Toggle Main Menu Toggle Search

Open Access padlockePrints

The impact and measurement of social dysfunction in late-life depression: an evaluation of current methods with a focus on wearable technology

Lookup NU author(s): Sophie Hodgetts, Dr Peter GallagherORCiD, Dr Daniel StowORCiD, Emeritus Professor Nicol Ferrier, Professor John O'Brien



This work is licensed under a Creative Commons Attribution-NonCommercial 4.0 International License (CC BY-NC 4.0).


Copyright © 2016 John Wiley & Sons, Ltd. Objective: Depression is known to negatively impact social functioning, with patients commonly reporting difficulties maintaining social relationships. Moreover, a large body of evidence suggests poor social functioning is not only present in depression but that social functioning is an important factor in illness course and outcome. In addition, good social relationships can play a protective role against the onset of depressive symptoms, particularly in late-life depression. However, the majority of research in this area has employed self-report measures of social function. This approach is problematic, as due to their reliance on memory, such measures are prone to error from the neurocognitive impairments of depression, as well as mood-congruent biases. Method: Narrative review based on searches of the Web of Science and PubMed database(s) from the start of the databases, until the end of 2015. Results: The present review provides an overview of the literature on social functioning in (late-life) depression and discusses the potential for new technologies to improve the measurement of social function in depressed older adults. In particular, the use of wearable technology to collect direct, objective measures of social activity, such as physical activity and speech, is considered. Conclusion: In order to develop a greater understanding of social functioning in late-life depression, future research should include the development and validation of more direct, objective measures in conjunction with subjective self-report measures. Copyright © 2016 John Wiley & Sons, Ltd.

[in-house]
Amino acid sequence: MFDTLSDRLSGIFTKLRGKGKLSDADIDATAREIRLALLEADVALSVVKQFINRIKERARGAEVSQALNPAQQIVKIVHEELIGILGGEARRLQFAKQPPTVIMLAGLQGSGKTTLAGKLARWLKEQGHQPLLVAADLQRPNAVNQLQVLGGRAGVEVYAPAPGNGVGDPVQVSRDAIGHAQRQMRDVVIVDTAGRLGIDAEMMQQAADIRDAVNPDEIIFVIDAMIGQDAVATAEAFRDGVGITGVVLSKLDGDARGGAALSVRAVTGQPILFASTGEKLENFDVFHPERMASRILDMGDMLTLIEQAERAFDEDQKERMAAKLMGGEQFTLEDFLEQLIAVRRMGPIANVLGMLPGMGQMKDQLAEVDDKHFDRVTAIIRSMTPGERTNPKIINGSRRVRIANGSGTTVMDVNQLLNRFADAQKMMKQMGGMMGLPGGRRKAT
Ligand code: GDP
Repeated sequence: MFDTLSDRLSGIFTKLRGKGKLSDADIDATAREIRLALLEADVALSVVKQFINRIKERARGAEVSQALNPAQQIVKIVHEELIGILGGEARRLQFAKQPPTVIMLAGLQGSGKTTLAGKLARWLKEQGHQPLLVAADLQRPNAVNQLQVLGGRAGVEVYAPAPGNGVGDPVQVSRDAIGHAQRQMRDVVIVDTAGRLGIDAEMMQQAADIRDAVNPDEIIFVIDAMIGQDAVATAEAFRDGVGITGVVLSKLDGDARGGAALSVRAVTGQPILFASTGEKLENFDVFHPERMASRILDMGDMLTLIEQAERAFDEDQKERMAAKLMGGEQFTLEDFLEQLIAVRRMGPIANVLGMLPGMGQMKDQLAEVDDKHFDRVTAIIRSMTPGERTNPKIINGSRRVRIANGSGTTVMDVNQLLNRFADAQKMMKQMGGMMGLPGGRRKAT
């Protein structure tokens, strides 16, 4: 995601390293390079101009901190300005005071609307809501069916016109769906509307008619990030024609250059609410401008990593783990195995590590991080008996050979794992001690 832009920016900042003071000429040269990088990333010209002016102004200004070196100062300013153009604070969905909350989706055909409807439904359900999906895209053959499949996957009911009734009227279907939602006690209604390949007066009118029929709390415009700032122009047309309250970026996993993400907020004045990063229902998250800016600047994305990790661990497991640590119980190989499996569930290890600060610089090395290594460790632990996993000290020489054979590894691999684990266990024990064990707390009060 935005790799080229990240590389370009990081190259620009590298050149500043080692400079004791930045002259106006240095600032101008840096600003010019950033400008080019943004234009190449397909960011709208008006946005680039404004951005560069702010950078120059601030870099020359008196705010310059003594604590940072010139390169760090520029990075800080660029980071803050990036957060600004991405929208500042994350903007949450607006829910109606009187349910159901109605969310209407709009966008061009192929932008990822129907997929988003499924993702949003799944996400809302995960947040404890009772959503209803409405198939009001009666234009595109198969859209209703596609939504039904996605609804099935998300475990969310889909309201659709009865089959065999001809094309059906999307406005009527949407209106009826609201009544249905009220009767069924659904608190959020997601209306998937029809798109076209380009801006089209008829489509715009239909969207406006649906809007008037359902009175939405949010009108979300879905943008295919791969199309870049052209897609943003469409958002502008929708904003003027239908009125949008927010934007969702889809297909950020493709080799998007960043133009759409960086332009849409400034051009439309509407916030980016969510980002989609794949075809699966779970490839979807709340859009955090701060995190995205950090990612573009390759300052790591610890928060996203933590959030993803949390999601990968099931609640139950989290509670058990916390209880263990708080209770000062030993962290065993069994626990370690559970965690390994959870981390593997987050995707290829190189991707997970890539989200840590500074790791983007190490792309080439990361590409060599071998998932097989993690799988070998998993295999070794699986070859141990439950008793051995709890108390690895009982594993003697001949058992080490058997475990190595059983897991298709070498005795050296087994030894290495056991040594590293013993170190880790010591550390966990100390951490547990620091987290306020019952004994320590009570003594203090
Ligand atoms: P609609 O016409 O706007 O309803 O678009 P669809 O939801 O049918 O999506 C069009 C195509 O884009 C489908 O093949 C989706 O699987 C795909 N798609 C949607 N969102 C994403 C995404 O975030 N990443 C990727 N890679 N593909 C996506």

Publication metadata

Author(s): Hodgetts S, Gallagher P, Stow D, Ferrier IN, O'Brien JT

Publication type: Review

Publication status: Published

Journal: International Journal of Geriatric Psychiatry

Year: 2017

Volume: 32

Issue: 3

Pages: 247-255

Print publication date: 01/03/2017

Online publication date: 02/12/2016

Acceptance date: 26/10/2016

ISSN (print): 0885-6230

ISSN (electronic): 1099-1166

Publisher: John Wiley and Sons Ltd


DOI: 10.1002/gps.4632